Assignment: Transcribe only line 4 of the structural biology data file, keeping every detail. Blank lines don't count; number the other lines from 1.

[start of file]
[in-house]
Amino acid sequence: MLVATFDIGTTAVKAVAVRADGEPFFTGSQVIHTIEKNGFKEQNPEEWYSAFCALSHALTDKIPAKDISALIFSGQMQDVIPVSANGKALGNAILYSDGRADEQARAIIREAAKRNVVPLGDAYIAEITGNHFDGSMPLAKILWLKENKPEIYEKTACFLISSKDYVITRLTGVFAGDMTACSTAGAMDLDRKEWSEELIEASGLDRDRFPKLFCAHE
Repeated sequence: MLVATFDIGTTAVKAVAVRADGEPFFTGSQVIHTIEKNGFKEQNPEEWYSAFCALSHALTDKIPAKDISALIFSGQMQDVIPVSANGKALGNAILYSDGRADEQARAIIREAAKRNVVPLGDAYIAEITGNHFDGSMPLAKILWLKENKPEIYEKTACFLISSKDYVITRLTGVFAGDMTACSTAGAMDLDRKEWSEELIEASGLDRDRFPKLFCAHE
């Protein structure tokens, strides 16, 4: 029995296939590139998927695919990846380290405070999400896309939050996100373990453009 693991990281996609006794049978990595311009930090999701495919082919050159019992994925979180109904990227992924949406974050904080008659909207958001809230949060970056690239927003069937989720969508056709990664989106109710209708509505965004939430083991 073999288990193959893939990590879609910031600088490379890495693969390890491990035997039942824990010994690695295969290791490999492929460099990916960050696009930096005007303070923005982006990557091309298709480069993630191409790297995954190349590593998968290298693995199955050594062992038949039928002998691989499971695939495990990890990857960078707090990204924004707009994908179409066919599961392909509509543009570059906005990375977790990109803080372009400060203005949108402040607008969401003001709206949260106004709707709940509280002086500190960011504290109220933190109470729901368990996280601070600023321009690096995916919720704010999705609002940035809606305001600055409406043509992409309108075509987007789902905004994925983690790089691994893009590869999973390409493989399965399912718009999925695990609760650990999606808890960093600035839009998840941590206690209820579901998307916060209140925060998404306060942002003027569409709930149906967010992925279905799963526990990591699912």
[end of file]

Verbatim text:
């Protein structure tokens, strides 16, 4: 029995296939590139998927695919990846380290405070999400896309939050996100373990453009 693991990281996609006794049978990595311009930090999701495919082919050159019992994925979180109904990227992924949406974050904080008659909207958001809230949060970056690239927003069937989720969508056709990664989106109710209708509505965004939430083991 073999288990193959893939990590879609910031600088490379890495693969390890491990035997039942824990010994690695295969290791490999492929460099990916960050696009930096005007303070923005982006990557091309298709480069993630191409790297995954190349590593998968290298693995199955050594062992038949039928002998691989499971695939495990990890990857960078707090990204924004707009994908179409066919599961392909509509543009570059906005990375977790990109803080372009400060203005949108402040607008969401003001709206949260106004709707709940509280002086500190960011504290109220933190109470729901368990996280601070600023321009690096995916919720704010999705609002940035809606305001600055409406043509992409309108075509987007789902905004994925983690790089691994893009590869999973390409493989399965399912718009999925695990609760650990999606808890960093600035839009998840941590206690209820579901998307916060209140925060998404306060942002003027569409709930149906967010992925279905799963526990990591699912």